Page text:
Steven at Skillcult is a good friend. I had grafting questions some years back and got in touch with him. We talked on Skype for a long time and we’ve been friends ever since.

    • David The Good

      My mom taught me to read when I was six. I never looked back. What I DO wish I had really done well when I was forced to do them: piano lessons. I am decent at piano and can read music, but I’m a hack. I resisted and resisted… if I could only go back in time and get my music theory correct, I’d be a better musician today.

  • I second that. Steve Solomon has packed more useful gardening information into that book than any other gardening book I know of.

    • David The Good

      Yes – I agree. Your recommendation carries a lot of weight too, Herrick. Thank you. I’ve picked up a lot from you as well.

  • I have some questions about cover crops… what, when, where, how… You mentioned that buckwheat is a good cheap cover crop. I need to consider how to revitalize my raised beds and I don’t know where to begin with that.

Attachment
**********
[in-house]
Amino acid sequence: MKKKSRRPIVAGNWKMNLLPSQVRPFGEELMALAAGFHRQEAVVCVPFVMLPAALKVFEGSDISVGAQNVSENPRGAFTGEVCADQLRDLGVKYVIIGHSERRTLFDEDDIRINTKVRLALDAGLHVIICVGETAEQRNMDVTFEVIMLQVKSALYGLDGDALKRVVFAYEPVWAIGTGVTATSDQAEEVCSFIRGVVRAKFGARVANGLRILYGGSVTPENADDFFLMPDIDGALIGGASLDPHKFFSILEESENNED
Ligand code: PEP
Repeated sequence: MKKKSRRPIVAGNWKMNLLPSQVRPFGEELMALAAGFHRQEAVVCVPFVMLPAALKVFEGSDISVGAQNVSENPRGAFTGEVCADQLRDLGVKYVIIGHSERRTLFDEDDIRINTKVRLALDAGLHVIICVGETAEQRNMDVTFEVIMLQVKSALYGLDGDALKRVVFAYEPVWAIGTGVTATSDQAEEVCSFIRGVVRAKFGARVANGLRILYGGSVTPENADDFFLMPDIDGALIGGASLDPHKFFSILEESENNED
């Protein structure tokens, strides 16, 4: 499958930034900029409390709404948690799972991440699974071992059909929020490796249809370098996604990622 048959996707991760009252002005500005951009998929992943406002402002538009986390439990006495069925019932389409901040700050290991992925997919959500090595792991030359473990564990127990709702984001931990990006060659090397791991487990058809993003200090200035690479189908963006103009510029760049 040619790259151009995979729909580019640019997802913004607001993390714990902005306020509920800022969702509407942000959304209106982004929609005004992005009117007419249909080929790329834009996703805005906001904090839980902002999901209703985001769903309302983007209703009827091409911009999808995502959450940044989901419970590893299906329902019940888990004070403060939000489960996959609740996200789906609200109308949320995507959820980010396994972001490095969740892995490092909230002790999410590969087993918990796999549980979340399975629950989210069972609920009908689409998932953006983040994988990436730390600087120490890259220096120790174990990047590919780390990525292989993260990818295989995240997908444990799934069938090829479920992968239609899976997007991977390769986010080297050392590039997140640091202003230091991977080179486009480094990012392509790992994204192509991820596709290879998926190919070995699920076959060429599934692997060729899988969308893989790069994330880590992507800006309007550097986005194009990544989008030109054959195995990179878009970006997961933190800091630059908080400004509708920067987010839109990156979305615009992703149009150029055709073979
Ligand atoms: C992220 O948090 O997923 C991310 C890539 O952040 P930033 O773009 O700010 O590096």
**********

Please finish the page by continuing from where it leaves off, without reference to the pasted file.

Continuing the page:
• I meant to add… maybe you can do a post on that. Or maybe you already have… ?

  • Been reading his books for a long time. “The Intelligent Gardner” has some new info on dealing with clay soil, among other things.

    Don’t know if I can still hand dig a garden, like my last one. I do keep having to explain why raised beds are not a good idea.

    • David The Good

      The Intelligent Gardener is a great one. I’ve been hand-digging a bed full of rocks off and on for over a week now… it’s rough.

  • The most important garden book I have… If there is only one garden book I could have this would be it… I like books. too!